Number Theory Number Theory Math Forum 
 LinkBack  Thread Tools  Display Modes 
February 12th, 2017, 05:12 AM  #1 
Banned Camp Joined: Aug 2011 Posts: 534 Thanks: 2  Mathematical constants units.
Can Mathematical constants be defined with units similar to physical constants? Example  PI Thanks & Regards, Prashant S Akerkar 
February 12th, 2017, 09:46 AM  #2  
Math Team Joined: May 2013 From: The Astral plane Posts: 1,669 Thanks: 657 Math Focus: Wibbly wobbly timeywimey stuff.  Quote:
I have found it occasionally useful to put a unit on some quantities which have no unit, similar to the radians case. For example when doing a complicated problem I have noted that we can define a "unit" for a variable, x for example, which I would call "x ness." The x ness of an expression should be the same at the start of the problem as it is in the end. It doesn't always work but I've found that it makes a convenient check to see if I've done the problem correctly. Dan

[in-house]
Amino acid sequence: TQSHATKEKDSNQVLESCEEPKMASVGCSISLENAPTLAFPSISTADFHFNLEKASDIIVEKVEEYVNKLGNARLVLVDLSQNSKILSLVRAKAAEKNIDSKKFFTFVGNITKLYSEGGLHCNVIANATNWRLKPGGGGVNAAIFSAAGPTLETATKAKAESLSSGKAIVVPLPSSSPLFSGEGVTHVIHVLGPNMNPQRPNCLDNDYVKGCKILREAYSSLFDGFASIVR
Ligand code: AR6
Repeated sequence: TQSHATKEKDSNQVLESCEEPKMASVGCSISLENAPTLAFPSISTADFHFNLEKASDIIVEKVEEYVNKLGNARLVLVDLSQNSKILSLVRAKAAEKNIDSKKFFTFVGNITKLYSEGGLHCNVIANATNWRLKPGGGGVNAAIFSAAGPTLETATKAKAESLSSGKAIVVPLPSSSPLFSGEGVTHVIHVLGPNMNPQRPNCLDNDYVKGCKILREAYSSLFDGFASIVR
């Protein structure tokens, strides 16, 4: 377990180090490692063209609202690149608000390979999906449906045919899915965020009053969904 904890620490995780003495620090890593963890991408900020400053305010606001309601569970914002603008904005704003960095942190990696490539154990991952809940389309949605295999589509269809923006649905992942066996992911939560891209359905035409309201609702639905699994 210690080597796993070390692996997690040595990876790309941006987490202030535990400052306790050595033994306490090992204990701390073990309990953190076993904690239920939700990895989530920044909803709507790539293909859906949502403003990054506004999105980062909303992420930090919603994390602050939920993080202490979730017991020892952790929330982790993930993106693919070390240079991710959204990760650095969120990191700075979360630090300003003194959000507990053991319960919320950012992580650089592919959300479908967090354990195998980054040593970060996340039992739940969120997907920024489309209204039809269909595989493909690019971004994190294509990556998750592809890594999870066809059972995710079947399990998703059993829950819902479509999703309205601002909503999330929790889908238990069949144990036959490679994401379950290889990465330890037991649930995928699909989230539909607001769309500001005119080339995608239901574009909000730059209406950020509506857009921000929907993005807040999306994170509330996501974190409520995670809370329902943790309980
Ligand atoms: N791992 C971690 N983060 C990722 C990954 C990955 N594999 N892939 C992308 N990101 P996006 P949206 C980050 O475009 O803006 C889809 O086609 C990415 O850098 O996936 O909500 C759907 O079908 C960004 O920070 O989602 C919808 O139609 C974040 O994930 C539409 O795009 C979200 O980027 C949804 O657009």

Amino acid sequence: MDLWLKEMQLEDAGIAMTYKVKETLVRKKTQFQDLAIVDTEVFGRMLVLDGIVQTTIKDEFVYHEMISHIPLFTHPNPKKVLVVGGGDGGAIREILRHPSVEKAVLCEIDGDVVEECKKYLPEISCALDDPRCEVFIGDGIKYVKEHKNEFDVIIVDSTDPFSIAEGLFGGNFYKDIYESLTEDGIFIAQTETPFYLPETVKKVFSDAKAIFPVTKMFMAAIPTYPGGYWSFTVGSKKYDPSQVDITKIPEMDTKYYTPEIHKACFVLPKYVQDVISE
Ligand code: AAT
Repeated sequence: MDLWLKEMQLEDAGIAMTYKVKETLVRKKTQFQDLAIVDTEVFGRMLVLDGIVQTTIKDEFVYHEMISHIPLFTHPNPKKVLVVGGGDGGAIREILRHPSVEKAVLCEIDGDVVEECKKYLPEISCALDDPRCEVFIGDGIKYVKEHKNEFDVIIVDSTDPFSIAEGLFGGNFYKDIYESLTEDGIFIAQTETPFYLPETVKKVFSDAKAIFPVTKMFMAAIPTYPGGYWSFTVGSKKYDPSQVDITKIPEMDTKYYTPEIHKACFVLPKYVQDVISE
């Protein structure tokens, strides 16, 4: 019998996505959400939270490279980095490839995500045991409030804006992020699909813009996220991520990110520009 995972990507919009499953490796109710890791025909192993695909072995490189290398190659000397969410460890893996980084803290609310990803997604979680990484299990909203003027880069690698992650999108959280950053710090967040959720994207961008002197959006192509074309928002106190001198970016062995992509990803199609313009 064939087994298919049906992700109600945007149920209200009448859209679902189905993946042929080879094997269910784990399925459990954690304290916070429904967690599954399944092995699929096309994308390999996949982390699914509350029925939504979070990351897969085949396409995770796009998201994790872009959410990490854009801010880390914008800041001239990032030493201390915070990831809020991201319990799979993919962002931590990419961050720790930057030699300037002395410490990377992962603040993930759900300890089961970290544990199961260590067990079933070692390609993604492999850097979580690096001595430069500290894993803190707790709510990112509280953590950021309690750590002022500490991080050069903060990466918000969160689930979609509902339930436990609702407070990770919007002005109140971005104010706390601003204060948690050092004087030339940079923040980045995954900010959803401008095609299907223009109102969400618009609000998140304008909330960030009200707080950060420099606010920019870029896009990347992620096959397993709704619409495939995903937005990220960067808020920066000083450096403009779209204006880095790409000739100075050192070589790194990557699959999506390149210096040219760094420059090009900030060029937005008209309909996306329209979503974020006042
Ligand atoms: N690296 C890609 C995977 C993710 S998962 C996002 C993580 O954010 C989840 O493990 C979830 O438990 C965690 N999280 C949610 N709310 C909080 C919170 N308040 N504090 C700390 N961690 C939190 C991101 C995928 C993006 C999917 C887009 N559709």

February 14th, 2017, 02:22 AM  #3 
Banned Camp Joined: Dec 2012 Posts: 1,028 Thanks: 24 
If you can prove changing $\pi$ with $1$ dosen't effect the result in your problem, than $\pi$ (or else) can be your unit of measure. As example in the geometric problems it can be the common "tessel" that can be used to fullfit all the Areas you've in the problem, etc... 

Tags 
constants, mathematical, physical, units 
Thread Tools  
Display Modes  

Similar Threads  
Thread  Thread Starter  Forum  Replies  Last Post 
If A and W are two given constants and A= x+(y*W) then how c  ilgaar  Number Theory  6  May 11th, 2013 10:42 AM 
Mathematical Constants  prashantakerkar  Algebra  6  August 18th, 2011 11:13 PM 
Functions and Constants  Nonno  Economics  1  June 23rd, 2010 01:34 AM 
Constants?  E.L.Kim  Calculus  3  August 18th, 2009 07:46 AM 
[Arbitraryprecision] Calculating mathematical constants  CRGreathouse  Applied Math  2  December 13th, 2006 09:12 PM